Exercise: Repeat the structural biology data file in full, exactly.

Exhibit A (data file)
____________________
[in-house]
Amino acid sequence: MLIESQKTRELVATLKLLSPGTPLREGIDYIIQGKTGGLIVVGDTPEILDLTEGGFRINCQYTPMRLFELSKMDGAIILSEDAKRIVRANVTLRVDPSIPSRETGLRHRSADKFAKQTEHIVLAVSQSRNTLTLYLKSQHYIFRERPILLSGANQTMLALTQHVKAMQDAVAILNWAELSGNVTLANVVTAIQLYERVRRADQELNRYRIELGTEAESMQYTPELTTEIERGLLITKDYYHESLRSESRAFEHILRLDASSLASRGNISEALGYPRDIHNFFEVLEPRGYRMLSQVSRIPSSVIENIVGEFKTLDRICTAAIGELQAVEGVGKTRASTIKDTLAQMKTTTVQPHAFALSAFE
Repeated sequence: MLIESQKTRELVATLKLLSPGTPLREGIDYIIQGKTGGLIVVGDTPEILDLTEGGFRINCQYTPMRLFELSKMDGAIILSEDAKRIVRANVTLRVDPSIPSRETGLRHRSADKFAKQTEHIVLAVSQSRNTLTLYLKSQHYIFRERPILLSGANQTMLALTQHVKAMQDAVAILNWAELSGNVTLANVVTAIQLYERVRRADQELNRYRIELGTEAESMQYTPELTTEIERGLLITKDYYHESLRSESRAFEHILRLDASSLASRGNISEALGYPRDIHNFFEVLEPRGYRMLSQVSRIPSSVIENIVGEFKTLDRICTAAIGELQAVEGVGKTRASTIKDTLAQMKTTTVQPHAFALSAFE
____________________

[in-house]
Amino acid sequence: MLIESQKTRELVATLKLLSPGTPLREGIDYIIQGKTGGLIVVGDTPEILDLTEGGFRINCQYTPMRLFELSKMDGAIILSEDAKRIVRANVTLRVDPSIPSRETGLRHRSADKFAKQTEHIVLAVSQSRNTLTLYLKSQHYIFRERPILLSGANQTMLALTQHVKAMQDAVAILNWAELSGNVTLANVVTAIQLYERVRRADQELNRYRIELGTEAESMQYTPELTTEIERGLLITKDYYHESLRSESRAFEHILRLDASSLASRGNISEALGYPRDIHNFFEVLEPRGYRMLSQVSRIPSSVIENIVGEFKTLDRICTAAIGELQAVEGVGKTRASTIKDTLAQMKTTTVQPHAFALSAFE
Repeated sequence: MLIESQKTRELVATLKLLSPGTPLREGIDYIIQGKTGGLIVVGDTPEILDLTEGGFRINCQYTPMRLFELSKMDGAIILSEDAKRIVRANVTLRVDPSIPSRETGLRHRSADKFAKQTEHIVLAVSQSRNTLTLYLKSQHYIFRERPILLSGANQTMLALTQHVKAMQDAVAILNWAELSGNVTLANVVTAIQLYERVRRADQELNRYRIELGTEAESMQYTPELTTEIERGLLITKDYYHESLRSESRAFEHILRLDASSLASRGNISEALGYPRDIHNFFEVLEPRGYRMLSQVSRIPSSVIENIVGEFKTLDRICTAAIGELQAVEGVGKTRASTIKDTLAQMKTTTVQPHAFALSAFE